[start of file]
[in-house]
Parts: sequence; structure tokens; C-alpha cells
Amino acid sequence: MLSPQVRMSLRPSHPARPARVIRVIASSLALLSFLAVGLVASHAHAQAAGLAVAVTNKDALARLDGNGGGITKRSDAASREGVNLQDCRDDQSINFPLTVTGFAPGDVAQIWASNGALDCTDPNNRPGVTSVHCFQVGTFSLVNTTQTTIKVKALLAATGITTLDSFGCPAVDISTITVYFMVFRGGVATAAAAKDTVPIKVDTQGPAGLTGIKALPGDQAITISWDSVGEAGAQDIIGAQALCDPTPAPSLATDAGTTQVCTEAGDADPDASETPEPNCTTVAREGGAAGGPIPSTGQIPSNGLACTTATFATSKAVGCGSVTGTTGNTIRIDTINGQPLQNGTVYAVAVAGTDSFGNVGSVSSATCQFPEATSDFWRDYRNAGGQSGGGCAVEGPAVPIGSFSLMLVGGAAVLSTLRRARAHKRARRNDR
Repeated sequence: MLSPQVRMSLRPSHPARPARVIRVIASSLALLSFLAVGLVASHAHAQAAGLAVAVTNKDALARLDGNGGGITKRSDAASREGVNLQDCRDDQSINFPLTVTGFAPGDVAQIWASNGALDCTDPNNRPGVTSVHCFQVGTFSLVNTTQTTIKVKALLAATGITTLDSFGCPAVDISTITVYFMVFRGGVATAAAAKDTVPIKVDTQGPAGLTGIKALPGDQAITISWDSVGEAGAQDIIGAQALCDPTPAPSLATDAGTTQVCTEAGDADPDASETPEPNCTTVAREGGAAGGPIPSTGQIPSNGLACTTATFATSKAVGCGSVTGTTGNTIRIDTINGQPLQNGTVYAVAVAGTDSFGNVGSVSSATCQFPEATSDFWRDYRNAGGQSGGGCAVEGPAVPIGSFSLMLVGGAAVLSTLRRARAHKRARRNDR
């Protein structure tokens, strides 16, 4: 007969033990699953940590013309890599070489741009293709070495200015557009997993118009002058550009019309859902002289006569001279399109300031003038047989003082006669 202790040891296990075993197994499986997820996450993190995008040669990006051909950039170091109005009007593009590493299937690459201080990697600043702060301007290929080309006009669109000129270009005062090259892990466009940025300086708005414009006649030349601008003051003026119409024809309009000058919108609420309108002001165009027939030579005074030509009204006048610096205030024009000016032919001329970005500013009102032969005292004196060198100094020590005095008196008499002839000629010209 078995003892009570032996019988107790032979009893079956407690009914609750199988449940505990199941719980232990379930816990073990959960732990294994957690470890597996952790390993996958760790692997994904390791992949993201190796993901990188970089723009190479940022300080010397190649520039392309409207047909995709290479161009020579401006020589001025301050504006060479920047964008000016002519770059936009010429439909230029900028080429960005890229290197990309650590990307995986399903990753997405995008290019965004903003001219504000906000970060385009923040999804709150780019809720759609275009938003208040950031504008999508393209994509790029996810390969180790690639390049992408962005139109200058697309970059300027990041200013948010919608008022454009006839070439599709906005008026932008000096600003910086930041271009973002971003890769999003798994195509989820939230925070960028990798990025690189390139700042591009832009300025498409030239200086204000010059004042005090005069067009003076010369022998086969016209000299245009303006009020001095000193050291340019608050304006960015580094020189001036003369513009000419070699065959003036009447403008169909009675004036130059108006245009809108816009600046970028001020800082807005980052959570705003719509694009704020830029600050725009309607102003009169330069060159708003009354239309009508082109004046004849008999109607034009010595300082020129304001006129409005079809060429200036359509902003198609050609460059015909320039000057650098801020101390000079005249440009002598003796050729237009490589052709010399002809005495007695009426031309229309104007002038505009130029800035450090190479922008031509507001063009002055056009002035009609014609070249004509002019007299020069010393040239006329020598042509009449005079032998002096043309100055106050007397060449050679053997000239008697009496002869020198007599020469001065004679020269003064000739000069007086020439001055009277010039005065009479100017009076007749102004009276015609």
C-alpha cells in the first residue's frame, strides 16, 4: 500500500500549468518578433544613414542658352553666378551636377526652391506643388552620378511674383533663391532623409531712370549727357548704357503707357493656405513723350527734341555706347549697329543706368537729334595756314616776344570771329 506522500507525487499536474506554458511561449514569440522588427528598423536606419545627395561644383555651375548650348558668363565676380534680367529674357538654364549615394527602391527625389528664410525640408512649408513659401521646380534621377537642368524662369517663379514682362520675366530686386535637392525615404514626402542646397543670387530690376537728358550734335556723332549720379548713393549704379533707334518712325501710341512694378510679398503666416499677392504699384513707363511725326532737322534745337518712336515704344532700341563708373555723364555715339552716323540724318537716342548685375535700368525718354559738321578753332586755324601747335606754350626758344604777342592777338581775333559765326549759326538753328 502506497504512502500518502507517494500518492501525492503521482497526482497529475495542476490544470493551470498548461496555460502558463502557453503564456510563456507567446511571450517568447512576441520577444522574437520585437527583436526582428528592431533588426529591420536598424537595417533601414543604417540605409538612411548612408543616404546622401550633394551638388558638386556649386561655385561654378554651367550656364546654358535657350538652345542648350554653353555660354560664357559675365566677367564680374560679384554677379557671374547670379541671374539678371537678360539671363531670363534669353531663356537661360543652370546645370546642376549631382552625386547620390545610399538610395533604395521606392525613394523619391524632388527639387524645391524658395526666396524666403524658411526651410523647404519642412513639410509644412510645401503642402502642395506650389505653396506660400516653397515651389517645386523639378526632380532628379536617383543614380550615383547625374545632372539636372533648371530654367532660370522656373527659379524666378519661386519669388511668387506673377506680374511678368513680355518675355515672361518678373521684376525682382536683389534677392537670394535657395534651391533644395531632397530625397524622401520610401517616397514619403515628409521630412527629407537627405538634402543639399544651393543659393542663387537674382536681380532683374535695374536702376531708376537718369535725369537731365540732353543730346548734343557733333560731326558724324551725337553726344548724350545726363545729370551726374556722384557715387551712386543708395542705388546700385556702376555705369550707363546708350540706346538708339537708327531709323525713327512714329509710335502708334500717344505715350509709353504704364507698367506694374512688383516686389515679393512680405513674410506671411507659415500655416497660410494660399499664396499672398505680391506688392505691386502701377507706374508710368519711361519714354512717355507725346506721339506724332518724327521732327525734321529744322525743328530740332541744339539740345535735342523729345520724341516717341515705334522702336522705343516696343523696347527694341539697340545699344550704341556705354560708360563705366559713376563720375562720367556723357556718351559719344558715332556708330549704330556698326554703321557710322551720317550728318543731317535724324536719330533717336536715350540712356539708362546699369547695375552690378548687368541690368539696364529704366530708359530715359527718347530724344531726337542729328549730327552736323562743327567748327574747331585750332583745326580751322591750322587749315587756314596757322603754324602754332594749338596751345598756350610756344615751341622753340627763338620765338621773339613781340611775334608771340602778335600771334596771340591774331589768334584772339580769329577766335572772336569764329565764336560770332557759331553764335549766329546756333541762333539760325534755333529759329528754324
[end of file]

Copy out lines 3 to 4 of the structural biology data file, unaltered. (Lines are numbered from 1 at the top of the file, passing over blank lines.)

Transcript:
Amino acid sequence: MLSPQVRMSLRPSHPARPARVIRVIASSLALLSFLAVGLVASHAHAQAAGLAVAVTNKDALARLDGNGGGITKRSDAASREGVNLQDCRDDQSINFPLTVTGFAPGDVAQIWASNGALDCTDPNNRPGVTSVHCFQVGTFSLVNTTQTTIKVKALLAATGITTLDSFGCPAVDISTITVYFMVFRGGVATAAAAKDTVPIKVDTQGPAGLTGIKALPGDQAITISWDSVGEAGAQDIIGAQALCDPTPAPSLATDAGTTQVCTEAGDADPDASETPEPNCTTVAREGGAAGGPIPSTGQIPSNGLACTTATFATSKAVGCGSVTGTTGNTIRIDTINGQPLQNGTVYAVAVAGTDSFGNVGSVSSATCQFPEATSDFWRDYRNAGGQSGGGCAVEGPAVPIGSFSLMLVGGAAVLSTLRRARAHKRARRNDR
Repeated sequence: MLSPQVRMSLRPSHPARPARVIRVIASSLALLSFLAVGLVASHAHAQAAGLAVAVTNKDALARLDGNGGGITKRSDAASREGVNLQDCRDDQSINFPLTVTGFAPGDVAQIWASNGALDCTDPNNRPGVTSVHCFQVGTFSLVNTTQTTIKVKALLAATGITTLDSFGCPAVDISTITVYFMVFRGGVATAAAAKDTVPIKVDTQGPAGLTGIKALPGDQAITISWDSVGEAGAQDIIGAQALCDPTPAPSLATDAGTTQVCTEAGDADPDASETPEPNCTTVAREGGAAGGPIPSTGQIPSNGLACTTATFATSKAVGCGSVTGTTGNTIRIDTINGQPLQNGTVYAVAVAGTDSFGNVGSVSSATCQFPEATSDFWRDYRNAGGQSGGGCAVEGPAVPIGSFSLMLVGGAAVLSTLRRARAHKRARRNDR